If well maintained, your greenhouse will provide you with a lifetime of enjoyment and satisfaction. Think of your greenhouse like a fine automobile; only a fool would buy a car and think that it would last for years without performing some routine maintenance. The same goes for your greenhouse. To get the most “miles” possible out of your structure, follow these easy steps to prevent breakdowns.
There is nothing quite like working in a greenhouse while it is raining or snowing. It is enchanting and therapeutic to say the least. To ensure that your magical hideaway stays nice and cozy and doesn’t turn into a house of horror, do some routine tire-kicking. Take a thorough walk around your greenhouse daily, or at least weekly. Keep your eye open for any loose, worn, or rusted screws or bolts. It is not uncommon for bolts and screws to work their way loose. A greenhouse develops its own “rhythm” with the vibrations created from fans, pumps, lights, and wind. This vibration can cause hardware to loosen over time. If you have a persistent problem, try utilizing lock washers or elastic nuts or even some Lock-Tite in areas of high vibration. Watch for excess water flow around your greenhouse. Possible causes of excess water flow could be from gutters not directed properly or at all, poor soil drainage, or being downhill of an area prone to runoff. These and other water issues can possibly undermine your footings or wash into your structure.
Whether your greenhouse is covered with glass, poly film or polycarbonate you need to make routine inspections of your glazing. Pay close attention to corners, seams, and previously repaired areas. This should be a detailed inspection. It only takes one area to come loose in a high wind and you could be chasing your greenhouse skin all over the county. Watch for tears, loose screws and any cracked or missing sheets of polycarbonate. Pay close attention to the areas where the covering is attached. Most glazing options will require replacement after several years, but the untimely removal of one’s greenhouse covering is never fun.
Inspect your gutters and doors. Gutters often need to be cleaned and re-caulked to prevent leaks and your doors will need adjusting. Doors that seal properly will save you money on heating. Gutters that don’t leak prevent excess moisture and disease problems within your growing environment.
The sun is the ultimate motor providing energy and warmth to successfully grow all year round. However, you still need water, some additional heat in the northern regions and supplemental lighting if you want to grow tomatoes in the winter. Send in your water for analysis at least annually. Watch for high pH (most plants prefer 5.8 to 6.2 pH) and “heavy metals.” Acid injection can often eliminate both problems and provide you with a more consistent, productive crop. If you happen to grow in an area with low pH, you may need to supplement your irrigation water with sodium bicarbonate (baking soda) to reach your desired pH level.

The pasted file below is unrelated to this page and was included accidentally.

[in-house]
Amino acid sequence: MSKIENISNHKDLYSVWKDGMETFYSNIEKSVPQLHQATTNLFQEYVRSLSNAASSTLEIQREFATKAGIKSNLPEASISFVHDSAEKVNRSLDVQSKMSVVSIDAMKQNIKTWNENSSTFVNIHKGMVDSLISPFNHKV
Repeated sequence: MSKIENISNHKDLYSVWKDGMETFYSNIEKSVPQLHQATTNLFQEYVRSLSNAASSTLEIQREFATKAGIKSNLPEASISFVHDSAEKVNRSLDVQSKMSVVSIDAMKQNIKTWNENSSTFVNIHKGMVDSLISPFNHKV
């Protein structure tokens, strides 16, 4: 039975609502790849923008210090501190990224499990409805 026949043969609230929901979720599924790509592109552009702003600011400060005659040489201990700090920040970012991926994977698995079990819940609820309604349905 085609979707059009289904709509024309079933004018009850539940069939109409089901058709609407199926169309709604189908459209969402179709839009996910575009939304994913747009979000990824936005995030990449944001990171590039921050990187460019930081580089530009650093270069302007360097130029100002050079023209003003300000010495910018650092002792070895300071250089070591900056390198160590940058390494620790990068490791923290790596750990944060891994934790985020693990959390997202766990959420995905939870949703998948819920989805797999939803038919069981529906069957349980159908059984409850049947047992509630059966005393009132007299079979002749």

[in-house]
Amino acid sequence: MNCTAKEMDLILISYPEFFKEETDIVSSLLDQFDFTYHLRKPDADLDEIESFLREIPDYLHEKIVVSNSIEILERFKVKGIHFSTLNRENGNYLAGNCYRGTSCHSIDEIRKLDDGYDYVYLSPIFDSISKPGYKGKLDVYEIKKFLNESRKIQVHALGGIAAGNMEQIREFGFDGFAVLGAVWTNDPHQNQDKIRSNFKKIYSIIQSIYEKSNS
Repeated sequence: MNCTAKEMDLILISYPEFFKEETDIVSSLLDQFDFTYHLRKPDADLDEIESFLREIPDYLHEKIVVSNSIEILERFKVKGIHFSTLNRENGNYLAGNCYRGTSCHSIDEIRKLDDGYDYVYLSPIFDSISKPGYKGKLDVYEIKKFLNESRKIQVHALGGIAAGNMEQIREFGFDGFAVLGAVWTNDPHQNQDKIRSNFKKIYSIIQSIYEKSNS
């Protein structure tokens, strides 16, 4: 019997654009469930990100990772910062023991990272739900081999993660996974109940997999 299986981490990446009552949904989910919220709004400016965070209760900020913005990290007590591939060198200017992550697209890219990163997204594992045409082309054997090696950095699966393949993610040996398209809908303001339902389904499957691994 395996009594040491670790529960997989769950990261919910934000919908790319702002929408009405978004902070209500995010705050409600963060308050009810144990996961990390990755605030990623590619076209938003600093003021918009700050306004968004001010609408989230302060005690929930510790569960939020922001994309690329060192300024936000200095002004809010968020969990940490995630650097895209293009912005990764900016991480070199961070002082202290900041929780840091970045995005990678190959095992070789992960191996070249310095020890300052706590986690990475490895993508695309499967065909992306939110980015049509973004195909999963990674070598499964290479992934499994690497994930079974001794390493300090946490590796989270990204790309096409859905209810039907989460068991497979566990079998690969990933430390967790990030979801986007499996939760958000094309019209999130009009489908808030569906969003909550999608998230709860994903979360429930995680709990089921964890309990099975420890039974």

If you want to grow fruiting crops in the winter months, you will need to extend the daylight hours to beyond 12 hours per day. This can be done with 1,000-watt metal halide grow lights or LED grow lights. Regardless of the lighting that you use, simply clean the bulbs with a soft cloth then dust the ballasts off and ensure that you are getting complete coverage from your lights. The best time to look at your lighting system to inspect for consistent coverage is in the dark.
Good airflow in your growing range helps control fungal diseases, aids in pollination and helps you grow a more consistent crop. To inspect, first DISCONNECT POWER. Check for loose or worn belts, clean the fan blades and tighten or replace any screws that may have vibrated loose. If you have an evaporative cooling system, the pads should be cleaned and disinfected to optimize airflow and minimize fungus growth.
As the days get shorter (and colder) it is time to think about getting your greenhouse ready for the winter months. A lot of times, the company that you purchase your propane or natural gas from will look at your heater for no charge or a nominal fee. Don’t be fooled into thinking that just because everything was fine when you shut your heater down in the spring, that it is good to go now. It is always recommended to have a professional check your heater for proper operation prior to you needing it. Do a “test run” and replace any part that is not functioning properly. Clean your heater thoroughly and oil any moving parts according to the manufacturer’s recommendations. Or upgrade. Now with efficiency ratings up to 93%, you will indeed get the most BTUs for your dollar.
Keeping the heat down at the plant level helps you save big on your heating bills. Why pay to heat the air above your plants when you don’t have to? Insulate north-facing and any other solid walls with reflective insulation. Cover any unused fans-inside and out, if possible.
Just like your automobile, your greenhouse needs periodic maintenance to keep operating at maximum efficiency. Protect your investment by taking care of small problems before they become large problems.
Sam Shroyer has a bachelor’s degree in horticulture from South Dakota State University and over 20 years of horticultural experience, it is his goal to “re-teach” the public that sustainability and self-sufficiency is well within everyone’s reach.
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